Dreading Something? Tylenol Might Dull the Pain
Research says acetaminophen relieves emotional pain too.
Posted Feb 24, 2017
Whether you've got a root canal scheduled for next month or you're giving a big presentation tomorrow, feelings of dread can consume you. In fact, researchers have discovered that dread is the most difficult emotion to tolerate.
And in a strange twist, anticipating pain—physical or social—is worse than experiencing the pain. Research has shown this time and time again.
A 2013 study, for example, asked participants whether they'd like to receive a more painful shock now or a less painful shock later (up to 15 minutes in the future). A full 70% of participants opted for the more painful shock now, to avoid the dreadful anticipation of getting a shock later.
While it's unlikely you've ever been faced with a choice involving electric shocks, you might be able to attest to the fact that dread is often worse than the event itself. Perhaps you've spent weeks dreading a networking event only to discover the event wasn't nearly as bad as you imagined.
Or perhaps you couldn't sleep in the weeks leading up to a procedure at the doctor's office but when you finally went to the appointment, you discovered the pain wasn't worth losing sleep over.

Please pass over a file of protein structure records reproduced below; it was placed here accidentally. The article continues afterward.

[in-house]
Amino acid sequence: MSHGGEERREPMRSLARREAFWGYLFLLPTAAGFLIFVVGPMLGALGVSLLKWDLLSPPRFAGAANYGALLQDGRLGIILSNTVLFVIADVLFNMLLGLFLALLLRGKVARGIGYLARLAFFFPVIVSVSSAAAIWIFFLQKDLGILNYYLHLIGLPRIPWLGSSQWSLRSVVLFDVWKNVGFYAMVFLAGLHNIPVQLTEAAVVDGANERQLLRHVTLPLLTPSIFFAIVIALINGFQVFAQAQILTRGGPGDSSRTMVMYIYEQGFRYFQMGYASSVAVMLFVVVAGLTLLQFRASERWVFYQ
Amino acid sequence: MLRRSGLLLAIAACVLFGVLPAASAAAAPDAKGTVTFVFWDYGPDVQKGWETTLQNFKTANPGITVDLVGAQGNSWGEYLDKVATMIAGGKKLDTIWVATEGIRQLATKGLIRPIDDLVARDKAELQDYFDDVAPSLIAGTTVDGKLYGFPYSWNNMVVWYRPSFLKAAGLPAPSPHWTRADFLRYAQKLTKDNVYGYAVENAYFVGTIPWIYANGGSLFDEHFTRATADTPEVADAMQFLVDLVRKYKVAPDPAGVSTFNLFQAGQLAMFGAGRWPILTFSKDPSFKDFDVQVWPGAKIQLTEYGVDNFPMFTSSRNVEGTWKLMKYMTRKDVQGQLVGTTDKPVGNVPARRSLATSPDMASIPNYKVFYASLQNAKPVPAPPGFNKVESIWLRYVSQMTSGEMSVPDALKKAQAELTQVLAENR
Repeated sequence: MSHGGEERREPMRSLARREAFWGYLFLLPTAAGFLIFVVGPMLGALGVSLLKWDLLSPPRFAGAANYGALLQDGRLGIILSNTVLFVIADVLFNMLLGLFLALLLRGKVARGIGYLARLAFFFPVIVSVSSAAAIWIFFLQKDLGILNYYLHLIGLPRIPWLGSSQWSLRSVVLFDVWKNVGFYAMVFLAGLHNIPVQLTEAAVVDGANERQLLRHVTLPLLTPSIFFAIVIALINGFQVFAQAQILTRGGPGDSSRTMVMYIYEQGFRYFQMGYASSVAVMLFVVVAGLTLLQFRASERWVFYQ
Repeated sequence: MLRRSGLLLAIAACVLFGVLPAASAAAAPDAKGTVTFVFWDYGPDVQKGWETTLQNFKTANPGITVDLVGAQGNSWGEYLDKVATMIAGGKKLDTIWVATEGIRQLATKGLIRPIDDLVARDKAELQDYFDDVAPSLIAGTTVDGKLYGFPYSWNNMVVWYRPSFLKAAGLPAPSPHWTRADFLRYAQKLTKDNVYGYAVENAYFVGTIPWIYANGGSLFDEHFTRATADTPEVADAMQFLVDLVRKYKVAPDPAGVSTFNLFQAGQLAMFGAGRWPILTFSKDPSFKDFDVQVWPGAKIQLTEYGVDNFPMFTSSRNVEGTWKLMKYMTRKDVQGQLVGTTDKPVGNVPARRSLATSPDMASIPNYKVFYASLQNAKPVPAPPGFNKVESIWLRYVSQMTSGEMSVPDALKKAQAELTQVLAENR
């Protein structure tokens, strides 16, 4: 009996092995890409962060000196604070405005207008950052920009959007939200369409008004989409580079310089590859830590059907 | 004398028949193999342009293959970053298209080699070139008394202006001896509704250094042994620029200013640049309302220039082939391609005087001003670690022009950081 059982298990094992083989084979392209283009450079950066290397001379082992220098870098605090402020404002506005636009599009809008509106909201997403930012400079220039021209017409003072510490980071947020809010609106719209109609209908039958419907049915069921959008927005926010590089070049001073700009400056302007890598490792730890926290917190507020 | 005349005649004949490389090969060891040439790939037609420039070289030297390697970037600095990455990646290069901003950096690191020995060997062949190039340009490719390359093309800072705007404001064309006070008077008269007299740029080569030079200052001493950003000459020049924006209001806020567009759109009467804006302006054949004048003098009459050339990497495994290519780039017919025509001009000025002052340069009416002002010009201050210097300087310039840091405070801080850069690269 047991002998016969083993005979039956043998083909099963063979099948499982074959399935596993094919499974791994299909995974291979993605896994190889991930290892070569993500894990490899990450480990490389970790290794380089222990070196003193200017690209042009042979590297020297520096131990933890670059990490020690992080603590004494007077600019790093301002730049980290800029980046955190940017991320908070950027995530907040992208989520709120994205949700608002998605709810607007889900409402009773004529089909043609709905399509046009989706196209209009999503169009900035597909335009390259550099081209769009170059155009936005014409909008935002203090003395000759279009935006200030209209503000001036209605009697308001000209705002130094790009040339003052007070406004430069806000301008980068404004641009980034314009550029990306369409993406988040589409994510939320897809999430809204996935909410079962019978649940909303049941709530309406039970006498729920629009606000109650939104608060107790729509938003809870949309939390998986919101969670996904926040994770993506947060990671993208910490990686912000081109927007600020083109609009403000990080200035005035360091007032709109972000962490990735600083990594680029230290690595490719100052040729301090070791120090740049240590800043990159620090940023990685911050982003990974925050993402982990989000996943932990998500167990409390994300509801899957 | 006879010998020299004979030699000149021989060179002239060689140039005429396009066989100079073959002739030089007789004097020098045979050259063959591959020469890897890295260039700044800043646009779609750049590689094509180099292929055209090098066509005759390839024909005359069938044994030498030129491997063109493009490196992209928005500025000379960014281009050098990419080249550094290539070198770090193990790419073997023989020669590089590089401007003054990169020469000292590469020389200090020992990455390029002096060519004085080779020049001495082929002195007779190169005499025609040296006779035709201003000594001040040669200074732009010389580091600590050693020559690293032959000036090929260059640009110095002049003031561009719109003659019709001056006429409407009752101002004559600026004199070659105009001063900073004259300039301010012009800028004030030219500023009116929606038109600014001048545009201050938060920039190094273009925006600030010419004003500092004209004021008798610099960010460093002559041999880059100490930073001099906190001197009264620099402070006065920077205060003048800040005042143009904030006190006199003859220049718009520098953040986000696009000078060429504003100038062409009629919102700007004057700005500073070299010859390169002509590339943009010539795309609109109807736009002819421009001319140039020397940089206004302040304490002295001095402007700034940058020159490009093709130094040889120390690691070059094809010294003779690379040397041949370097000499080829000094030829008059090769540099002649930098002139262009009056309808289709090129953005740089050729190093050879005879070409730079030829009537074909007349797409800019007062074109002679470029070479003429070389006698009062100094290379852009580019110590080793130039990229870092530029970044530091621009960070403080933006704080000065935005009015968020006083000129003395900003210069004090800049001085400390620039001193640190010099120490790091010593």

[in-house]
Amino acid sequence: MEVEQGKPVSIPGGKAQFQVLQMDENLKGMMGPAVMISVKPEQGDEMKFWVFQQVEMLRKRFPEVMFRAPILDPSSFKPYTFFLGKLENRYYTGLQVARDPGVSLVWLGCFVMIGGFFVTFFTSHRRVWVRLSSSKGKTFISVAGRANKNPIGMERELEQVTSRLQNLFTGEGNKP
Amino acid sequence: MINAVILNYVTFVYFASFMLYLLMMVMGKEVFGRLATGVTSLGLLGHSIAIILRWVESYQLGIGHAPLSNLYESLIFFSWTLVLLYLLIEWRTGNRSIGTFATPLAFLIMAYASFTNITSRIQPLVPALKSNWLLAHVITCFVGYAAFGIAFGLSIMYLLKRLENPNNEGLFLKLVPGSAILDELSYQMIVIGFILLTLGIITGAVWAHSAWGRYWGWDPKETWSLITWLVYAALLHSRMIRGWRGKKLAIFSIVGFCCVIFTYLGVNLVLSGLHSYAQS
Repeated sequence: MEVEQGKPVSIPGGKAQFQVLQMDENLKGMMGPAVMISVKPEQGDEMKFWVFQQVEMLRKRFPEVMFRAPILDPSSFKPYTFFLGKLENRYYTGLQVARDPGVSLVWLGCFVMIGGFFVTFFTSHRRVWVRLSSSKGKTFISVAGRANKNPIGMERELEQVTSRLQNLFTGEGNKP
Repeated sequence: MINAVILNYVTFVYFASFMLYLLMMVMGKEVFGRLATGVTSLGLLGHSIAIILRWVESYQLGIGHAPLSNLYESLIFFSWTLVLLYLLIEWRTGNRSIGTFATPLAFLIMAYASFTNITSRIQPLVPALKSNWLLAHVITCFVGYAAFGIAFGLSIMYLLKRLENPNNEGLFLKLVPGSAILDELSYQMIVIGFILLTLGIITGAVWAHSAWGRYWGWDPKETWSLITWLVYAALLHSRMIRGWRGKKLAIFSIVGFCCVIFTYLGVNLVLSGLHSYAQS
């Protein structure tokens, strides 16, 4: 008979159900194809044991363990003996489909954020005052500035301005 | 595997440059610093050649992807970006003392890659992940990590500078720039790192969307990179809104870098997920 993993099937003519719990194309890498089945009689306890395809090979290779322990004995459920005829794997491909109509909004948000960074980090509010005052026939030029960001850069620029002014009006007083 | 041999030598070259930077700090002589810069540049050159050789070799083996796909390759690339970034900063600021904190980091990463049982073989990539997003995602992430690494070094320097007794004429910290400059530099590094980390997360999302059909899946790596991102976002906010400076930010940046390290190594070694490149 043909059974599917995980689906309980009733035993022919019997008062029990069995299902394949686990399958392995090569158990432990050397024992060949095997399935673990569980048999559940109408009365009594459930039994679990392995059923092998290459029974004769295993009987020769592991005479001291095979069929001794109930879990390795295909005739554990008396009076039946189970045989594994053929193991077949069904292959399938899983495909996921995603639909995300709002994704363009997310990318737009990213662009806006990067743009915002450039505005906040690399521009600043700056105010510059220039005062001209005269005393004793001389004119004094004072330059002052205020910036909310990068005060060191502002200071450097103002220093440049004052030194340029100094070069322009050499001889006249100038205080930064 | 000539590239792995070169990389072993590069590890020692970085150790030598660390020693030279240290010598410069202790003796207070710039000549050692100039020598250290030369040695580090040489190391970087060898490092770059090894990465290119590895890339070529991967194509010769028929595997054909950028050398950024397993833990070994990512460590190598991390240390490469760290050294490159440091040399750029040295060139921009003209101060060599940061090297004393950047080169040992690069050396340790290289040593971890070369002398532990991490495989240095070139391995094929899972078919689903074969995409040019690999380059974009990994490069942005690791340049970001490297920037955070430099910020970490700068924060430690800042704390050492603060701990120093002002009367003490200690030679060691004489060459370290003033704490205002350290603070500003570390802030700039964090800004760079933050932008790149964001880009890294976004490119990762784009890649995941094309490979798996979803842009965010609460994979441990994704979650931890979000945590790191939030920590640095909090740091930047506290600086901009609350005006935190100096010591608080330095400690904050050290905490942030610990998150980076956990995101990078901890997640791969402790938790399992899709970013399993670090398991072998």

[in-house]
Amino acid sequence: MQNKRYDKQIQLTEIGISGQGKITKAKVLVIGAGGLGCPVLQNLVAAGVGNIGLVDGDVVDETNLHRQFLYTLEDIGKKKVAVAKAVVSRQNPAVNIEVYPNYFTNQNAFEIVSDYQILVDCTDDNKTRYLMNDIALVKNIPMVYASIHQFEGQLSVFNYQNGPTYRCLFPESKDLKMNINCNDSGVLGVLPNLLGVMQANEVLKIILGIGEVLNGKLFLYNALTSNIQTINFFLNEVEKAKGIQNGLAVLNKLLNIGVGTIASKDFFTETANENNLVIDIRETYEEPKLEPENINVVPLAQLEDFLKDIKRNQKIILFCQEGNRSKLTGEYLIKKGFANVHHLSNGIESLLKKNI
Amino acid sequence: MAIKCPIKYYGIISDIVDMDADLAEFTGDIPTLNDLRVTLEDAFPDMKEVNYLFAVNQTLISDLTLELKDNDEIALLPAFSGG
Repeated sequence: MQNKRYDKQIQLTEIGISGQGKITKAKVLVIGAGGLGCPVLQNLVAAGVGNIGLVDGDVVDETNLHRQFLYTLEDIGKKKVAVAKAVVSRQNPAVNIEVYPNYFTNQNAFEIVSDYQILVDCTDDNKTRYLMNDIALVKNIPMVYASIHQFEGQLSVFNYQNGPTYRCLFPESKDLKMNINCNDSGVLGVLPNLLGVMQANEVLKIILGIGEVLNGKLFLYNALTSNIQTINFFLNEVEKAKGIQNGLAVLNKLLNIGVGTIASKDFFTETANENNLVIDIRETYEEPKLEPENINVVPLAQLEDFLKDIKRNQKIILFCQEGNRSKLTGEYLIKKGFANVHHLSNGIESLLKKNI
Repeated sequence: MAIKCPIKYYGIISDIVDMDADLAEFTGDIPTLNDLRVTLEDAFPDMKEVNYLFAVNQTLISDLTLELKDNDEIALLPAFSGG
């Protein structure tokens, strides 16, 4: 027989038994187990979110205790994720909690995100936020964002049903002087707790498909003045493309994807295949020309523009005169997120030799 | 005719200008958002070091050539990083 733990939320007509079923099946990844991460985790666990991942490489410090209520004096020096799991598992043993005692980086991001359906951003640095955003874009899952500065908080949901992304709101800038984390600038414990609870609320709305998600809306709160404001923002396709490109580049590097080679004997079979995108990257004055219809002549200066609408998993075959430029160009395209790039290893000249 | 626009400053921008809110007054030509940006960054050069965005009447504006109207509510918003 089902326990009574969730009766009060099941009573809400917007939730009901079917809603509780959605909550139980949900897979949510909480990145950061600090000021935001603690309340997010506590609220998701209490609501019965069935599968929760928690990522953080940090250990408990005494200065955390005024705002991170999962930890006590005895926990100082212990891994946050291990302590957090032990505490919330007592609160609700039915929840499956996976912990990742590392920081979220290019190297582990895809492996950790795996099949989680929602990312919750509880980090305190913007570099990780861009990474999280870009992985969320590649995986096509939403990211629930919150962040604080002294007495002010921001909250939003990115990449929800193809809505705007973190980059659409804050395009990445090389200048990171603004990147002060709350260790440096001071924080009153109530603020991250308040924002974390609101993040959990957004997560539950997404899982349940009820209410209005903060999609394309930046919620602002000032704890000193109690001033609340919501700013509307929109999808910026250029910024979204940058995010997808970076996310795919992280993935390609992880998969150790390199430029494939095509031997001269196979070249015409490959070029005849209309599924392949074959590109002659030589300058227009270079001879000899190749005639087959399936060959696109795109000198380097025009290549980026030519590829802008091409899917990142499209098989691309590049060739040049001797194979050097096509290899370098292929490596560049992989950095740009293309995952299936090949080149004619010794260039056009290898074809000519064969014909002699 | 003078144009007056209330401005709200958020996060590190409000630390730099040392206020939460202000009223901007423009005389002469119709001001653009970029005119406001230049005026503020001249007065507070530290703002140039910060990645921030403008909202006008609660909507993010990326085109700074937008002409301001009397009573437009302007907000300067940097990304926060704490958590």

So how do you deal with dread? Well, science says Tylenol could take the edge off.
Pain Pills Reduce Emotional Pain
A 2010 study found that acetaminophen eases emotional pain the same way it might help with a headache. When researchers used MRIs to examine brain activity, they discovered that acetaminophen reduces the neural responses in brain regions associated with distress caused by social rejection.
That study concluded acetaminophen reduces emotional pain after someone is ostracized, bullied, or rejected. But what about the pain associated with anticipation?
In a 2013 study, researchers examined whether Tylenol could reduce the distress people experience in the face of uncertainty. In one study, participants were asked to write about what happens to their bodies after they die as a way to induce dread.
The participants who had taken Tylenol experienced less emotional distress compared to the group who was given a placebo. Researchers discovered that the Tylenol inhibited the brain signal that says something is wrong. So similar to the way Tylenol could reduce the pain in an aching knee, it also reduces dread.
Helpful Tool or Unhealthy Crutch?
As a psychotherapist, I don't recommend anyone numb themselves as a way to avoid and escape pain on a regular basis. Sometimes, pain—physical or emotional—is just a symptom of a bigger problem. And learning how to deal with emotional pain in a healthy way can help you build mental strength.
But, as research on the brain and emotions continues to emerge, some doctors might suggest acetaminophen as a short-term tool to help reduce distress when people are struggling to function. After all, significant emotional pain can be just as debilitating as physical pain.
Want to know how to give up the bad habits that rob you of mental strength? Pick up a copy of 13 Things Mentally Strong People Don't Do.